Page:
Ideas from Rollout sampling approximate policy iteration

Rollout sampling approximate policy iteration: Christos Dimitrakakis, Michail Lagoudakis (Machine Learning, 2008).

  1. Builds on work of Lagoudakis and Parr (2003), which suggests an approximate policy iteration algorithm represented as a classifier, which bypasses the need for any representation of the value function.
    1. Algorithm works by producing a new classifier at each iteration which uses data which is generated during rollouts from a generative model
    2. Called Rollout Classification Policy Iteration (RPCI).
    3. Algorithm is in the class of approximate policy iteration (API) algorithms, which attempts to do policy iteration in the case where the size of the MDP is very large.
    4. Guarantees of normal policy iteration do not exist with API
  2. This approach requires a large number of samples, and this paper attempts to reduce the number of samples/computation required
  3. Paper claims to:
    1. Suggest an improved statistical test for identifying early and with high confidence states with dominating actions
    2. Obtain up to an order of magnitude improvement over previous algorithms in terms of sample complexity
  4. In RCPI states are examples and actions are class labels, a policy maps states to actions.
    1. Rollouts are done from a state to split the actions between the optimal and suboptimal actions
    2. An action is said to be best based on pairwise t-test
    3. Once this is done the policy is set and then policy iteration is done again in this manner
    4. Algorithm terminates when performance of the new policy is equivalent to the old policy
    5. Since this is an approximation, there is no guarantee of converging to an optimal policy
  5. Savings in algorithm in this paper over RCPI is that RCPI does the same number of rollouts from each state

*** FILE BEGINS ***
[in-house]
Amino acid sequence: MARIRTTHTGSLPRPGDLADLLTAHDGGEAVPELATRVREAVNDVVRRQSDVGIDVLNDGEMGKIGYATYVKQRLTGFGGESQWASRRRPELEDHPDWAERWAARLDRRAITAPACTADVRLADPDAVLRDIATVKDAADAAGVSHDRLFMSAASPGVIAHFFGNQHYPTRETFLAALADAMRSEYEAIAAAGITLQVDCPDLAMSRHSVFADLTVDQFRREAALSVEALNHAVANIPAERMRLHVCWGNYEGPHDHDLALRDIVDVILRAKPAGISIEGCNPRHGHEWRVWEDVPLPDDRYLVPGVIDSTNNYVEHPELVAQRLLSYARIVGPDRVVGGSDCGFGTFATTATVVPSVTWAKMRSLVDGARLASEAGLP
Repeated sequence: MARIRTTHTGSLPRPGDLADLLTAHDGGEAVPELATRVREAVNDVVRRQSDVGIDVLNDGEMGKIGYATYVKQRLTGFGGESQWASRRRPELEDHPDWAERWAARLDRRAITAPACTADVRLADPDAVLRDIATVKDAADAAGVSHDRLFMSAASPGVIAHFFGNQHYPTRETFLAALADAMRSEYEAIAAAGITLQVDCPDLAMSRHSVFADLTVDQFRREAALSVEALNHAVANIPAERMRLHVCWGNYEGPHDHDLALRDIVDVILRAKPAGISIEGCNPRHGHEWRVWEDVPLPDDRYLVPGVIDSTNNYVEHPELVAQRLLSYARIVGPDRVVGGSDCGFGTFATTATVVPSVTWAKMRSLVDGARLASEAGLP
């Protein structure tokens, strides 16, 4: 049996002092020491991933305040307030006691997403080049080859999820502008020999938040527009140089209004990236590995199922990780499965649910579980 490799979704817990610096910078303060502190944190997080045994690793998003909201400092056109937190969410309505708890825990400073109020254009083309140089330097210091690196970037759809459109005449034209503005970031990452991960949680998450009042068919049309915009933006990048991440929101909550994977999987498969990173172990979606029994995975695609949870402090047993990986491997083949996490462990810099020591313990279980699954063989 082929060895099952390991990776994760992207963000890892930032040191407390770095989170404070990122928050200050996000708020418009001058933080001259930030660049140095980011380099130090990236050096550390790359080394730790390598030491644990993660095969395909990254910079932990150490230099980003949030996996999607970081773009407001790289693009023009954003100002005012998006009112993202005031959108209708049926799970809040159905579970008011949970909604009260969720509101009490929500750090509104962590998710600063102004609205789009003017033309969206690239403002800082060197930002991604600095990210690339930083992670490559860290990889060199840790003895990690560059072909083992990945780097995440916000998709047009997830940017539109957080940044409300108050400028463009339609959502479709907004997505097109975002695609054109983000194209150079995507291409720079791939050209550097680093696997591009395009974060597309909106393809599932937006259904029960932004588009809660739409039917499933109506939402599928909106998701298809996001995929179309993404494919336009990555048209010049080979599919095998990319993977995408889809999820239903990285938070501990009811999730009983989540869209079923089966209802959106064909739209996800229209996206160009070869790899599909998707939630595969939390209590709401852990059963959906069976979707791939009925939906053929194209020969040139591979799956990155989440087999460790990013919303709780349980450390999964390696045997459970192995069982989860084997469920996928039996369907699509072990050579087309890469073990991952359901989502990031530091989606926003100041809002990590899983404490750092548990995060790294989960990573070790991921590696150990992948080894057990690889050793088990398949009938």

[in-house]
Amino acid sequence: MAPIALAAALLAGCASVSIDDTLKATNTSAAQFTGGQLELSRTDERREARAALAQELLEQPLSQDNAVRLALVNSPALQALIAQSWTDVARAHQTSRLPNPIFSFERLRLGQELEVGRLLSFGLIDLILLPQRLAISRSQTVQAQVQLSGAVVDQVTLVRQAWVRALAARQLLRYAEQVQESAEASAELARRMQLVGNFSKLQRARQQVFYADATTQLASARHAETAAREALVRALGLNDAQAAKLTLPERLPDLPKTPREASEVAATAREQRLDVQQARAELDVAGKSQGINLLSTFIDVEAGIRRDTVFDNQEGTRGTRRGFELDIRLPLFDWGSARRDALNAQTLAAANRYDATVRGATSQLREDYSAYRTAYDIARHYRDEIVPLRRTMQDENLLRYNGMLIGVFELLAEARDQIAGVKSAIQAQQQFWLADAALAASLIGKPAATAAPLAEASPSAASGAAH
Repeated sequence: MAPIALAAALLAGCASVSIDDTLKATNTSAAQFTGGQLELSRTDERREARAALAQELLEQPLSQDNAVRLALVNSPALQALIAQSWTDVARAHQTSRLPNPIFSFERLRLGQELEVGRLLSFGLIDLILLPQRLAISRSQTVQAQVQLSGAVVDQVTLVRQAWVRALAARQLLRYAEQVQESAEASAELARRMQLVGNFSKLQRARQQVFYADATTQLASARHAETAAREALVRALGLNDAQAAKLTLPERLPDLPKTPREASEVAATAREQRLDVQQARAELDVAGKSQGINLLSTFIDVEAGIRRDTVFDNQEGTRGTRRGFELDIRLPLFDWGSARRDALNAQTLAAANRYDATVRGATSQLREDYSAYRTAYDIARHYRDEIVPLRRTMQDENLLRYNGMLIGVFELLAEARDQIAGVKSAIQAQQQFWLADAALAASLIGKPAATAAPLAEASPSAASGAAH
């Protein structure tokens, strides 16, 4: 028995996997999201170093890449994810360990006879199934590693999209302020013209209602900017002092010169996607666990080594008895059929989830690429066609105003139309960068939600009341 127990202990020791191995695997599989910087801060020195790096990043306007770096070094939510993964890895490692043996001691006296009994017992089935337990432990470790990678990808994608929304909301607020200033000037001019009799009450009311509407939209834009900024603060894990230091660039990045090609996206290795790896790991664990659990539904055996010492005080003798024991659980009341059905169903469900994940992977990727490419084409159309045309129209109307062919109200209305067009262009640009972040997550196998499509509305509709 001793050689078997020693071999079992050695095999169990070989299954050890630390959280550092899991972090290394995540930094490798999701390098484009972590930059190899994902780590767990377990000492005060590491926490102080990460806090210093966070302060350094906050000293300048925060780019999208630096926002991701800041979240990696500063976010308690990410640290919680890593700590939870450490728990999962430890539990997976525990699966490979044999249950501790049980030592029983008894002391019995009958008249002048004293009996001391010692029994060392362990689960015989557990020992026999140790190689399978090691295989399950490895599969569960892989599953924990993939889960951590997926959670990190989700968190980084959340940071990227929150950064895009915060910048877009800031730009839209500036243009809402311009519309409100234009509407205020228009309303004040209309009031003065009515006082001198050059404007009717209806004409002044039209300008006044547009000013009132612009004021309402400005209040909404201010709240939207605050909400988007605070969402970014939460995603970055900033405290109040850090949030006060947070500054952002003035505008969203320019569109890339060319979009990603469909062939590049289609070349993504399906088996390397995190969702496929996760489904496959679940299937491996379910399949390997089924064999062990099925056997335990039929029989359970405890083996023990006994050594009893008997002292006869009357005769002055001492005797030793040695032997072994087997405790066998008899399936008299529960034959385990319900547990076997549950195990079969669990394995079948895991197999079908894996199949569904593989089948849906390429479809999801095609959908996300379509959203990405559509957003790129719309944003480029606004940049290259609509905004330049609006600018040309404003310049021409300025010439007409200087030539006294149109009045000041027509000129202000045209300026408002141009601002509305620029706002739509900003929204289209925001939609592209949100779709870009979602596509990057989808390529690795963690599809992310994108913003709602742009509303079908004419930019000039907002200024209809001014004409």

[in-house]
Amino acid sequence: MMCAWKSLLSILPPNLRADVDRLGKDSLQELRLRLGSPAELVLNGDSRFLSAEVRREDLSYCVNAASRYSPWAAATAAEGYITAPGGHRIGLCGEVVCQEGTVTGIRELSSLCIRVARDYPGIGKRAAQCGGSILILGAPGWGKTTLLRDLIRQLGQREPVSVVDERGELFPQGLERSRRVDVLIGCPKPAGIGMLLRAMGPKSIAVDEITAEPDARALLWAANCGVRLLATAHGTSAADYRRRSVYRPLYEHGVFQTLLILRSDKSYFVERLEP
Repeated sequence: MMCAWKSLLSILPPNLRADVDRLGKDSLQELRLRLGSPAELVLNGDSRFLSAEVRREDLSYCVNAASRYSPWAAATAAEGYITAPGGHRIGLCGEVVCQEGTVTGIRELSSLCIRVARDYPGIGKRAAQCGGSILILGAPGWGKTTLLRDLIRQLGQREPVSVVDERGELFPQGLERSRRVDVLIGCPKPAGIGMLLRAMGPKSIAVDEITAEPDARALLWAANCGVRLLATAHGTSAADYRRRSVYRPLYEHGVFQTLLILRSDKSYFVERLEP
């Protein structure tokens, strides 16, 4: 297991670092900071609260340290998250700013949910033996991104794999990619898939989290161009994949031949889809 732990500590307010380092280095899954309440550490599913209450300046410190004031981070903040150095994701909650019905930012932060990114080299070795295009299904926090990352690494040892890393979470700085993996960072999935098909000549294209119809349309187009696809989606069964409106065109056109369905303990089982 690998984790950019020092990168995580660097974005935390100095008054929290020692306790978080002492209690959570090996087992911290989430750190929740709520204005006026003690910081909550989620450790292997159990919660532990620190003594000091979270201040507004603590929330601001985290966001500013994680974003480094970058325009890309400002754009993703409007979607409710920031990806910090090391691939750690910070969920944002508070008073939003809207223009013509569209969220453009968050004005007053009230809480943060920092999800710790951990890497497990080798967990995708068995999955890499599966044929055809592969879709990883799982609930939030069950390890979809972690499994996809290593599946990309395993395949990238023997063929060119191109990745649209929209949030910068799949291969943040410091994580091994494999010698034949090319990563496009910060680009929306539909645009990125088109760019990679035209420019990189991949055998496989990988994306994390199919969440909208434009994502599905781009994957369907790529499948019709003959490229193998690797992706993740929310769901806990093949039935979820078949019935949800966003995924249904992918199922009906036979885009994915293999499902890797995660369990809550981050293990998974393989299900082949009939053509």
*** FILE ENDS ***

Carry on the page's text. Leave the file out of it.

6. Views set of rollout states as a bandit problem where each state is an arm.  A sample of that state is a rollout that is conducted from that arm
  7. Goodness of training data should satisfy:
    1. States are sampled only as needed to produce training data w/o wasting rollouts
    2. With high probability the discovered action labels indicate correct labels
    3. Training data covers the state space enough to provide a good representation of the policy
  8. Algorithm maintains a pool of states, S_R, from which sampling is performed, here it is assumed the states in S_R are sampled from the full space uniformly.
  9. In order to have good sample efficiency, the goal is to identify which state to sample from at any time step, as well as a good stopping to stop sampling that state, as well as when to terminate the algorithm altogether
    1. There are a few different (3) metrics for choosing which state to sample from next
  10. Once a state is considered  “good” or known, it is removed from the state pool S_R
  11. <sorta skipping the proofs right now>
  12. Proof basically says its possible to bound how likely the classification on actions is likely to be correct by the point it is removed from the pool.
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